Darton sophomore Joe Sakulpolphaisan recently became the No. 1 golfer in the nation, an honor that the native of Thailand has been working toward since he came to America less than two years ago with a set of untraditional clubs and aspirations to land in the PGA Tour — a destination his teammates and coaches think isn’t far away.
ALBANY — He sat there with a humble smile, modestly — almost timidly — talking about his golf game.
Darton sophomore Joe Sakulpolphaisan watched from a distance Thursday as five new golfers signed with the program.
And without a doubt, somewhere in the back of their minds, they had dreams of becoming the next Joe Sakulpolphaisan.
Sakulpolphaisan, a Thailand native who is currently the No. 1 NJCAA golfer in the nation, is a giant when he steps on a golf course.
But when asked how good he thinks his golf game is, he humbly shrugs off the question.
Ask his teammates the same thing about him, and they think he can beat the world.
“Joe could play with Rory McIlroy right now and give him a run for his money,” Darton sophomore Shad Tuten said, referring to the world’s new No. 1 golfer.
Tuten wasn’t kidding.
“If Joe is on his game, he really can’t be beat,” Tuten said. “He’s something special. He’s going to play in some big tournaments one day. He will always be remembered at Darton.”
Sakulpolphaisan will play his first tournament since rising to the top of the national rankings when the Cavs compete in Thursday’s Ron Marshall Spring Fling at Goosepond Colony Golf Course in Scottsboro, Ala.
It’s been a long, winding road to the top for Darton’s No. 1 golfer.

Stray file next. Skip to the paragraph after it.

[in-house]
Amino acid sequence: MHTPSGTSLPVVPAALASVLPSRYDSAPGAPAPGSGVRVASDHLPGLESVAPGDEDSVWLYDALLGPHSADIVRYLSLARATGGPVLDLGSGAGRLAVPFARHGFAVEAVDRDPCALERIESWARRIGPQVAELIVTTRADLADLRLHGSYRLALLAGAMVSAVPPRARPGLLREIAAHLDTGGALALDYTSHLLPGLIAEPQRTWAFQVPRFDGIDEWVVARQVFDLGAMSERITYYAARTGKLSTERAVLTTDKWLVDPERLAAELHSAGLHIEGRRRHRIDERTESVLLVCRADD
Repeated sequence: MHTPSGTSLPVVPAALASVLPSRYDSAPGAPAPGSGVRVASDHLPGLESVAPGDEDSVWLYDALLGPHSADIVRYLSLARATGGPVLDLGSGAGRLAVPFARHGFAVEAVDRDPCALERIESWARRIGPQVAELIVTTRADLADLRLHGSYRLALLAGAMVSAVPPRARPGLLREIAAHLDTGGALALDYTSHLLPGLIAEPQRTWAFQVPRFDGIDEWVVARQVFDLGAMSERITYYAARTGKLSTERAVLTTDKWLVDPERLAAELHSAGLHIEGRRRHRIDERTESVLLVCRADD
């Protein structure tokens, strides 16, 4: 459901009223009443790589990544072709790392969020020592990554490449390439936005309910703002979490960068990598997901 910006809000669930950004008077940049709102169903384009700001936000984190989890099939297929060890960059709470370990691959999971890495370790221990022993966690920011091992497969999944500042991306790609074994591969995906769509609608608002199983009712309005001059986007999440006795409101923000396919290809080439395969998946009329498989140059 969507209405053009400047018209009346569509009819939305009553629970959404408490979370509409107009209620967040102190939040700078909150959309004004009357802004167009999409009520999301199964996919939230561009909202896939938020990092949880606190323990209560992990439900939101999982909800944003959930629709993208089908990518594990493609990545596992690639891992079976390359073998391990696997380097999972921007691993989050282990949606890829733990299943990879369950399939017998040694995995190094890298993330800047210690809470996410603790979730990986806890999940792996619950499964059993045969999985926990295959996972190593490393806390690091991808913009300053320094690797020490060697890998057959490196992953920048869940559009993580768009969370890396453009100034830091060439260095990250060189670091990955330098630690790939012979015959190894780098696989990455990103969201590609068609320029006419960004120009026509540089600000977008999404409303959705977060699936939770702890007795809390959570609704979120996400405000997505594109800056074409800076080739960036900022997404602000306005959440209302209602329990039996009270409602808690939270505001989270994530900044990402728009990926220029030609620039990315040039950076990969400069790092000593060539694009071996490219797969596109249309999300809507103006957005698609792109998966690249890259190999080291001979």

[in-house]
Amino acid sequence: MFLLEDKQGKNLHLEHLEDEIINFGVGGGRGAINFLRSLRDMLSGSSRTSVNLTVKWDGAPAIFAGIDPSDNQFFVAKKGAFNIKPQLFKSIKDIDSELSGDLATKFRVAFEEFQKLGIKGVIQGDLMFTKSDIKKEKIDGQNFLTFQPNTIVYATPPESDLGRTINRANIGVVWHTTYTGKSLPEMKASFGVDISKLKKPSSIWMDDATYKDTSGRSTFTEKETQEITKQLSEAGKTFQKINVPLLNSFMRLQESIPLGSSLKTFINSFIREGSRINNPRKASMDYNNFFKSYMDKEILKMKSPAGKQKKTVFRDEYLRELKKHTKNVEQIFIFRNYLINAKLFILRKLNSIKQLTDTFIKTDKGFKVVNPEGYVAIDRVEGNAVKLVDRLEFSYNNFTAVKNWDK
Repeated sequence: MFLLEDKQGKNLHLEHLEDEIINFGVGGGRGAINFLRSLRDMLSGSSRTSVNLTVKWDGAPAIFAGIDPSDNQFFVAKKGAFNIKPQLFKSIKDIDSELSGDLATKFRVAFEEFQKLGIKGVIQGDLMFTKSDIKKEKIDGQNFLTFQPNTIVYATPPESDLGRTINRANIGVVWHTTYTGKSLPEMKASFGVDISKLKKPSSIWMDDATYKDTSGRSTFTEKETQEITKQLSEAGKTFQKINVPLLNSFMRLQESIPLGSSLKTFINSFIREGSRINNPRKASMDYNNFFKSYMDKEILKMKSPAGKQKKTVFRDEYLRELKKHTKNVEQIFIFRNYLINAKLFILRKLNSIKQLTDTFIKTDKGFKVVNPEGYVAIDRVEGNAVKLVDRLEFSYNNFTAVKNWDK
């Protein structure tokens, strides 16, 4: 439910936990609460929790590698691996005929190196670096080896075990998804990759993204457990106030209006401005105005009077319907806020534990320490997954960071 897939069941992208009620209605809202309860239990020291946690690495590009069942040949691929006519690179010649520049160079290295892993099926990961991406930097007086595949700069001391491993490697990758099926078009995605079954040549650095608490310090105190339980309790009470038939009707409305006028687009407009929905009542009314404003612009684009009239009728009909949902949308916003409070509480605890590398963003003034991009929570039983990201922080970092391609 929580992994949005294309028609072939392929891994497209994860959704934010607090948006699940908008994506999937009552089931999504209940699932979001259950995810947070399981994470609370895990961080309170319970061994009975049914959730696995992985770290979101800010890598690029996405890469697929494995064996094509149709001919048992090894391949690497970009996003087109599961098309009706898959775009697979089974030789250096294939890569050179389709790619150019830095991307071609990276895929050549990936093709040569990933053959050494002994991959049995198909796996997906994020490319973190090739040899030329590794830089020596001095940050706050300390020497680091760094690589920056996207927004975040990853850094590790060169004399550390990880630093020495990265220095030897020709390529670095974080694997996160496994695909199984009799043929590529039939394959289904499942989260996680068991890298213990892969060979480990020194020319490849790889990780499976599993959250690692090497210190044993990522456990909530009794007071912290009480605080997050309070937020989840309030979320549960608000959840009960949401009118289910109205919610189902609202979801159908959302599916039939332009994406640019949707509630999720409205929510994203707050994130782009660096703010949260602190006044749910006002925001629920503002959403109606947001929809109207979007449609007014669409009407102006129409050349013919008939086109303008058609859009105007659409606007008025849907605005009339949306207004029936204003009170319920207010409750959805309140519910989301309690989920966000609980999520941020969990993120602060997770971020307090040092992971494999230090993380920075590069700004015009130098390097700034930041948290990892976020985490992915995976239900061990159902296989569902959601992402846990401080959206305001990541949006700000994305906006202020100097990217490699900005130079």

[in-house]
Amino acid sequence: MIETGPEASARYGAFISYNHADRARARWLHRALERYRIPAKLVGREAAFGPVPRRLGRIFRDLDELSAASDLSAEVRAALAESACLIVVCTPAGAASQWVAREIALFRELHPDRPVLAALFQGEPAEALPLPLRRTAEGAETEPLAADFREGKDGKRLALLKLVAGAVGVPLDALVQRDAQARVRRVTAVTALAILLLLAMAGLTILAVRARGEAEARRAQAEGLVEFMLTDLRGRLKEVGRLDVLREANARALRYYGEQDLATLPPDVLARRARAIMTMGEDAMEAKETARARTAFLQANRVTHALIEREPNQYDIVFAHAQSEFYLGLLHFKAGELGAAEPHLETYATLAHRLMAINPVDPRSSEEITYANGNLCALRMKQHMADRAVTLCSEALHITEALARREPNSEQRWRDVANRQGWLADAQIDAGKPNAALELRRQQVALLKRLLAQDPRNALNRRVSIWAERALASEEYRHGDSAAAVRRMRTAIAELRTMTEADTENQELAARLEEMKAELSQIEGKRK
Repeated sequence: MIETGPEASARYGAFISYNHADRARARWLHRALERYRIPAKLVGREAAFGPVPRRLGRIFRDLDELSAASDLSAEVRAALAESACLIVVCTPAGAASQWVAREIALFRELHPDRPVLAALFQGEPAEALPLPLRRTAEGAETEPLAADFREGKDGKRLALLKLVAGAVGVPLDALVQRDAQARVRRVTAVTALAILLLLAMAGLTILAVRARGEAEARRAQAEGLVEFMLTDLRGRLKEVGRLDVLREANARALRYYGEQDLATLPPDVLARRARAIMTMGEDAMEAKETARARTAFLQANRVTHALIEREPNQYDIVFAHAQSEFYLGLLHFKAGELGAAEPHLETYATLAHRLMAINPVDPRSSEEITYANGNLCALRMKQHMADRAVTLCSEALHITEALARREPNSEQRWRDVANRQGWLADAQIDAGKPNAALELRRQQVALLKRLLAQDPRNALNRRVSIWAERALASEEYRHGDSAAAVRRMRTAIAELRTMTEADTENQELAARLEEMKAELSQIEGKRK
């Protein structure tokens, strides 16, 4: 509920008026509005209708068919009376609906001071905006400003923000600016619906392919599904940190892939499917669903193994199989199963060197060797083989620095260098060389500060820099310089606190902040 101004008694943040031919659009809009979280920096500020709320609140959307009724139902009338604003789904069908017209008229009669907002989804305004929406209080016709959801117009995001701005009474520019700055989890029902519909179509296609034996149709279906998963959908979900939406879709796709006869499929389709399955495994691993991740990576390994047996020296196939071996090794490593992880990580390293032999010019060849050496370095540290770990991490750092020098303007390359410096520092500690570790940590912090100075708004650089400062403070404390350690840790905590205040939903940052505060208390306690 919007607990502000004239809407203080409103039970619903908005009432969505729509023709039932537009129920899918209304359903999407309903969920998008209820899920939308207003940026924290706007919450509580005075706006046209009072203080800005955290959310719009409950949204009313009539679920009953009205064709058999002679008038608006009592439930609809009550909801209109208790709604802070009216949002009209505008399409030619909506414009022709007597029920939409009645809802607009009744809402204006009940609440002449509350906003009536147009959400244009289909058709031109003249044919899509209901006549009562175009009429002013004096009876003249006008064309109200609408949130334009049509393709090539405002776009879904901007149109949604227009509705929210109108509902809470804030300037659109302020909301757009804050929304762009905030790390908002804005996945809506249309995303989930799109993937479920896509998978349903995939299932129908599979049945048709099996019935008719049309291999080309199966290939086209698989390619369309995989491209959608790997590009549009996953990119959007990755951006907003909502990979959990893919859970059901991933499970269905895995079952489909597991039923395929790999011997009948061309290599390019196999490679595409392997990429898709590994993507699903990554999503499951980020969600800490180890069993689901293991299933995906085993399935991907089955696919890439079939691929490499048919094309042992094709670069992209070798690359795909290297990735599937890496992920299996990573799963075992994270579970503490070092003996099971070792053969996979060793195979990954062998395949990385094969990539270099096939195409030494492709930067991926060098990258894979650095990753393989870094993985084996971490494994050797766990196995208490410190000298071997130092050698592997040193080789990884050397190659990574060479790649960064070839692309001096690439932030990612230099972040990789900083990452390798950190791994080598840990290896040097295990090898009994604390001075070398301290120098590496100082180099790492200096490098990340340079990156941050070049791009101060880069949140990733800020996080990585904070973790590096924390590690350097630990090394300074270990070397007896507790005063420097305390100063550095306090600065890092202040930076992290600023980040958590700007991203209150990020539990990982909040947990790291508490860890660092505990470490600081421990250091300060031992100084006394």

Sakulpolphaisan, who has a 70.3 stroke average and is already receiving offers from major Division I schools, grew up in Sriracha Chonburi, Thailand, which is about 50 miles east of Bangkok.
He picked up his first clubs when he was 9 years old, thanks to his big brother Pol’s interest in the game. A few years later, Joe was already beating his brother.
He got serious about golf in middle school and then started making a name for himself in high school. That’s when he began to seriously consider a move to America.
“There were a lot of good players over here, and I thought it would be good for me to get an education over here at the same time,” said Sakulpolphaisan, who is studying business. “I’ve enjoyed being in the U.S. so far. It has given me a lot of opportunities.”
Sakulpolphaisan admitted he was scared when he stepped into America all by himself, but it didn’t take long for a fellow freshman to reach out to the shy kid from Thailand, who spoke broken English at best.
“He was the first person I talked to, and I was the first person he talked to. I still remember it,” said Tuten, who went on to be Sakulpolphaisan’s roommate and a de facto English tutor. “The first day I came down here, I went and played with him. He shot a 69, and I shot a 73. I thought I played good, and he beat me by four. And I thought, ‘Man, this guy is a player.’ ”
Tuten, who is the team’s No. 2 golfer, has only seen Sakulpolphaisan’s game get better and better.
“I think the strength of his game is ball striking,” Tuten said. “He is always very consistent down the fairway. He always hits the fairway, hits the green and two-putts. That’s just Joe. That’s how he is. Every now and then he will make a putt, and that’s when he shoots his good numbers. He is very consistent.”
He isn’t long off the tee, but his short game is rivaled by few.
“If you put Joe on a course where it’s tight and it’s not really long, I would put him on (the PGA Tour) right now as far as his capabilities go,” Darton coach Bill Jones III said.
Sakulpolphaisan barely knew English when he stepped onto the Darton campus, but his golf game didn’t need translation.
He came over with a set of butter-knife irons, which are slim, unforgiving and virtually obsolete in the golfing world.
Somehow, Sakulpolphaisan made them work. He had a tiny circle in the middle of each club face, and Tuten remembers him striking the ball on the circle over and over again.
He eventually switched to some more-forgiving clubs, and his English began to improve, too.